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The Washington Examiner's error on the Civil War

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  • Maeve Jones
    *The Washington Examiner s error on the Civil War* *This is* an edited version of an e-mail I sent on May 26
    Message 1 of 1 , Jun 1, 2010
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      The Washington Examiner's error on the Civil War

      This is an edited version of an e-mail I sent on May 26 to the Washington Examiner:

      Today's editorial, "Slaves to the government dole," has a historical error so serious that I would like to ask you to forward this e-mail directly to the editors so that they might fix it.

      They write:

      Throughout our history, politicians and pundits have often said "America is at a crossroads." Sometimes it was true, as in the final convulsive years leading up to the Civil War when we decided to end slavery.

      There was no "decision to end slavery" in the "years leading up to the Civil War." Before the war, no one but a few abolitionists thought of ending slavery, and they were not in a position to decide to do so. The decision to end slavery was made during and after the war, in two stages: first, by President Lincoln when he issued the Emancipation Proclamation of January 1, 1863, in which he used his war powers to declare that in all slave holding territory still in rebellion, the slaves would be free when the Union Army took control of that territory (thus the Proclamation would free the slaves in the Confederacy when and as the Confederacy was beaten, but not free the slaves in the slave-holding border states which had remained in the Union); and second, by the 13th Amendment which abolished the institution of slavery in the United States. The 13th Amendment was passed by the Congress on January 31, 1865, two and half months before the end of the war, and its ratification by the states was completed in December 1865, eight months after the end of the war.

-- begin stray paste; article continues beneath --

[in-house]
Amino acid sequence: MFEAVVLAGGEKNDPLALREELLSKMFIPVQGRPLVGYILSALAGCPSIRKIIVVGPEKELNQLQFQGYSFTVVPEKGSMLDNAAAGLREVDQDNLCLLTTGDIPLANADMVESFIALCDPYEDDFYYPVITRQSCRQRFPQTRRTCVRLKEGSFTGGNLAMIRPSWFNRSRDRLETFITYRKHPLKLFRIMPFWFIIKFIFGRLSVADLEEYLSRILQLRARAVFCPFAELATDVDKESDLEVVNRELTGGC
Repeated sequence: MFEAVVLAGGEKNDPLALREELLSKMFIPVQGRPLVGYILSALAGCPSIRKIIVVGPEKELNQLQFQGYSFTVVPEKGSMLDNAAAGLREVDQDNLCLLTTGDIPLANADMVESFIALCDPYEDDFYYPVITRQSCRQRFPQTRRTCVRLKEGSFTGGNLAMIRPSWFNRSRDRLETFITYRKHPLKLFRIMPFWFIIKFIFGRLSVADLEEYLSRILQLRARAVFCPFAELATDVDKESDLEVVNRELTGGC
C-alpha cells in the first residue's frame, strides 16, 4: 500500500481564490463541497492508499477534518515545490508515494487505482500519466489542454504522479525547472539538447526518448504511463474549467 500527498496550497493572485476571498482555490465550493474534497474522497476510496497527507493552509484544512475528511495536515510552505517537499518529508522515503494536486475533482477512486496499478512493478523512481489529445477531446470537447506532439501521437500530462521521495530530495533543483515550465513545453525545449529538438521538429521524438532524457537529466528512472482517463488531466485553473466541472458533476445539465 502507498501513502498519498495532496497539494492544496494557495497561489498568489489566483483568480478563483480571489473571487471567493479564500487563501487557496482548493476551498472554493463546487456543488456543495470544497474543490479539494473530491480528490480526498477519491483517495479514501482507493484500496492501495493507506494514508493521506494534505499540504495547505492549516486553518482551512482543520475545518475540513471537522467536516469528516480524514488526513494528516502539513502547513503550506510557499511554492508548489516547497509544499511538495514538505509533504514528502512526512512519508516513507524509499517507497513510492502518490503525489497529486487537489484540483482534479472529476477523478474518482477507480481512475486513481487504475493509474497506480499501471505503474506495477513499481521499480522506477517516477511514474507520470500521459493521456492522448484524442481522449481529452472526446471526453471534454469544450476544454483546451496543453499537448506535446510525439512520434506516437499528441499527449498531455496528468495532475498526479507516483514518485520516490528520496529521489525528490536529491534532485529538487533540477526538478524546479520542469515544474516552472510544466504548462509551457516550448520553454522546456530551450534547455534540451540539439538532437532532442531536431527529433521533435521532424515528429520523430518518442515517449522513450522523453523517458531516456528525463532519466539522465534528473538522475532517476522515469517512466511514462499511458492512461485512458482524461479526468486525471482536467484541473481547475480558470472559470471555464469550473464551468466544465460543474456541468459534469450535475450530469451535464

For a person to think that the decision to end slavery was made BEFORE the Civil War means that he doesn't understand the most basic facts about the Civil War. It means he probably thinks that the Civil War began because the North decided and declared that slavery shall end, and the South resisted this decision, and war then broke out between North and South to decide if slavery should exist or not. I know an Ivy League graduate who thinks this. Because the war did result in the end of slavery, it is understandable that people have this very simplified view of it, but it's completely wrong.